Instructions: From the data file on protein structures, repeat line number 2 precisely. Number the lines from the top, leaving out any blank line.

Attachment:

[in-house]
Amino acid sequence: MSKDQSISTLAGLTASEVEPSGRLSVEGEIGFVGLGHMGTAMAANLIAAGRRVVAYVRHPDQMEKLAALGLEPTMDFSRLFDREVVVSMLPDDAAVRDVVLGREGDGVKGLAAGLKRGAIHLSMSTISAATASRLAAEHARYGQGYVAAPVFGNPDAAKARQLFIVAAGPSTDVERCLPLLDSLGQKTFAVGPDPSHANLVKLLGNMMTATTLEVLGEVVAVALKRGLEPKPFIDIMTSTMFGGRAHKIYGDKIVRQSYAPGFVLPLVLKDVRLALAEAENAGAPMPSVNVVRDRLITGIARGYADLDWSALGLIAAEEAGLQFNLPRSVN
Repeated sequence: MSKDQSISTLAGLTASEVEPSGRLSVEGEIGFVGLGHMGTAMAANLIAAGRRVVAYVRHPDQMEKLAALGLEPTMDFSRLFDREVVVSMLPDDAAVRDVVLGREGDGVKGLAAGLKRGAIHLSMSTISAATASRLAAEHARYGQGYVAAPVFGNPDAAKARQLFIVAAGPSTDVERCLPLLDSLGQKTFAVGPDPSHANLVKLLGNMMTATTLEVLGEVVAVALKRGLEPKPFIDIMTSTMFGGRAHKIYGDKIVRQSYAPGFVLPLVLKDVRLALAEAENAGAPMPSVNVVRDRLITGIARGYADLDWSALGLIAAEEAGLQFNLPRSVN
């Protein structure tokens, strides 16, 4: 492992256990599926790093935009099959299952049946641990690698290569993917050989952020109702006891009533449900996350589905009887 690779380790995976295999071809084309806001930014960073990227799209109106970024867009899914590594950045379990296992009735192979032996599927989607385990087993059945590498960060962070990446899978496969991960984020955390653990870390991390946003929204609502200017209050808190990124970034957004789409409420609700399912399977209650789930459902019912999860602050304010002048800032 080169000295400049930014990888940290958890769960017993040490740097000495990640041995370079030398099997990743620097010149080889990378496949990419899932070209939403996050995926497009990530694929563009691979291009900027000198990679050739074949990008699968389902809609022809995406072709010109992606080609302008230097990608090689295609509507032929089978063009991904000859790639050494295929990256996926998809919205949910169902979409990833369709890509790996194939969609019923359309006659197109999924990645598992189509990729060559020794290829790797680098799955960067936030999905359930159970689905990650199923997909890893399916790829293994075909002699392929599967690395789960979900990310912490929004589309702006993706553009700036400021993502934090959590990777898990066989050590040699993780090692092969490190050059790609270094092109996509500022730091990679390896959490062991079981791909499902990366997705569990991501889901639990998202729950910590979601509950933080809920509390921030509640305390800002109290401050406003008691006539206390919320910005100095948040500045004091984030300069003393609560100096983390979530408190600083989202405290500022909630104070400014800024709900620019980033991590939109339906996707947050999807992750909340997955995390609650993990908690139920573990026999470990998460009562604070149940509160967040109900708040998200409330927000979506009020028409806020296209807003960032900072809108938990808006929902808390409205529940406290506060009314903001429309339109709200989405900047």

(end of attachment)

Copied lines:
Amino acid sequence: MSKDQSISTLAGLTASEVEPSGRLSVEGEIGFVGLGHMGTAMAANLIAAGRRVVAYVRHPDQMEKLAALGLEPTMDFSRLFDREVVVSMLPDDAAVRDVVLGREGDGVKGLAAGLKRGAIHLSMSTISAATASRLAAEHARYGQGYVAAPVFGNPDAAKARQLFIVAAGPSTDVERCLPLLDSLGQKTFAVGPDPSHANLVKLLGNMMTATTLEVLGEVVAVALKRGLEPKPFIDIMTSTMFGGRAHKIYGDKIVRQSYAPGFVLPLVLKDVRLALAEAENAGAPMPSVNVVRDRLITGIARGYADLDWSALGLIAAEEAGLQFNLPRSVN